Another perspective on the income trust decision

I received a letter today from ATB Investor Services:

Betrayed Trusts?

A frightening announcement
On Halloween night, the federal government made an announcement that sppoked investors who hold Canadian income trusts.

Effective in 2007 -- for trust organized after October 2006 and in 2011 for existing trusts -- income trusts will no longer avoid paying tax at the company level, by paying distributions to investors from their pre-tax cash flow. Instad, trusts will be taxed the same as corporations, regardless of their legal structure. In layman's terms, the tax difference between corporations and trusts will be eliminated for all taxable Canadian investors, registered Canadian investors and foreign investors.

Predictably, on November 1 the stock market reacted quickly and trusts -- and also those companies like Telus and BCE, who were expected to convert to the trust format in the near future -- sold off substantially.

REITs are all right
One detail of particular relevance to Compass unitholders is Real Estate Income Trusts (REITs) are exempt from the new rules and therefore will not pay corporate taxes, as long as they continue to distribute all teir taxable income every year. This exemption wsimply keeps their tax treatment aligned with REITs in the US.

REITs were caught in the downdraft when the market opened on Wednesday morning, but soon recovered most of their losses throughout the course of the day.

No impact?
Despite the new rules the impact of the anouncement on the Compass portfolios was minimal for several reasons.

First, Canadian income trusts comprise only a small portion of the Compass portfolios. Secondly, the majority of those holdings are in REITs, which were barely affected by the news. Finally, the portfolios are diversified across different countries, as well as different asset-classes. Thus the impact of any Canada-only event is quite muted when measured across a portfolio's overall results.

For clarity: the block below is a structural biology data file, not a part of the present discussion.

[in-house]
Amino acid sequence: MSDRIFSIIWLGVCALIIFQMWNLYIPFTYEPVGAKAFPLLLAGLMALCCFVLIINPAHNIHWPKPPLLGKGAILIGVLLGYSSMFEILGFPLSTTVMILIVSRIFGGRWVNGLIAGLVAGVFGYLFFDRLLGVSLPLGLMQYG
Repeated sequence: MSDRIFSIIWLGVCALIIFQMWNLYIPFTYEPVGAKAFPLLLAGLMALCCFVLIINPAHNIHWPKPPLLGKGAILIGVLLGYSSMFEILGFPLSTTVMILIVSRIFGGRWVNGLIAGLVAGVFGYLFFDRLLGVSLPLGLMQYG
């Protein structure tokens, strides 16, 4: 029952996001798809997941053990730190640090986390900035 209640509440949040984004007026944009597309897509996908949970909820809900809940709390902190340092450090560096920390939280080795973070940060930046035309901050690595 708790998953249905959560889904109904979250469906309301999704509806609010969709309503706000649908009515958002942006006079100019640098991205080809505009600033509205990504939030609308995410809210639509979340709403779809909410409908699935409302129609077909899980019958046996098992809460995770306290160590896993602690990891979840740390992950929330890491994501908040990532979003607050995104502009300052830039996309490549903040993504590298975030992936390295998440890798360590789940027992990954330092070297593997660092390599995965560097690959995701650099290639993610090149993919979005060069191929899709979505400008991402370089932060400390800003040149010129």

Why ATB Compass Unitholders Can Still Bank on Their Investments
As you can see in the following graph, each extremely negative day in the Canadian stock market in 2006 has barely registered in Compass returns.

So while the recent changes to income trusts occupied the front pages of the national newspapers, from a portfolio standpoint they were nothing more than a hiccup.

Hence our ongoing message, namely that a well-diversified portfolio matched to your needs is the best way to reach your financial goals.
Followed by a graph that I haven't bothered scanning.

(I apologize in advance for any spelling or punctation errors. I typed this out myself, and in this cold weather my failure to type off of copy for 4 years glaringly revealed itself)